In lieu of psychology, Wilson’s work is driven by image and sound, and was shaped by early encounters with forward-looking choreographers. After a difficult youth as the gay son of a conservative family in Texas, where he initially studied business administration, Wilson moved to New York in 1963 and discovered the work of Merce Cunningham and, especially, George Balanchine, whose large repertoire of plotless ballets have Wilson’s favor. (Nonetheless, he admitted to liking Balanchine’s ever-popular “Nutcracker” staging, a fixture of the holiday season at New York City Ballet and elsewhere.)
“That changed my life,” Wilson said. “I thought that if theater could be like that, if opera could be like that, then I was interested.”
Wilson approaches theater and opera in the same way. Even when he works with straightforward plays, as in his production of Shakespeare’s “The Tempest” that opened in October in Sofia, Bulgaria, sentences tend to be distorted in artificial ways.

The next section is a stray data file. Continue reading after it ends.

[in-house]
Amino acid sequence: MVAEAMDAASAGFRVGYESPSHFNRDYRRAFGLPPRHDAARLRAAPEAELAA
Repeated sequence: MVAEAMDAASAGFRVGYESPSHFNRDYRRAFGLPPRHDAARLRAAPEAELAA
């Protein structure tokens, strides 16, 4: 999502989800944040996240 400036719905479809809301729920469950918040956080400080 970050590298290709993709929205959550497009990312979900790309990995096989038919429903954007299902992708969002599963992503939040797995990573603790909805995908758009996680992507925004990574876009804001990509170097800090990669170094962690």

“His take on text is almost strictly musical,” said the French performer Yuming Hey, who plays Mowgli in “Jungle Book.” In an email, Childs, the choreographer, said that “rhythm and timing are his foremost concerns” and that Wilson’s vision “hasn’t changed” much in the five decades she has known him.
In fact, Wilson’s aesthetic has been singularly consistent, down to details like the white makeup performers wear and their stylized hand gestures. To his critics, this sameness glosses over the differences between the works he stages. To Wilson, it’s just a way of acknowledging that a stage is “unlike any other space in the world,” as he told the cast of “Turandot,” and to craft visuals that help the audience “hear better than with their eyes closed.”
“To see someone try to act natural onstage seems so artificial,” he said in an interview later. “If you accept it as being something artificial, in the long run, it seems more natural, for me.”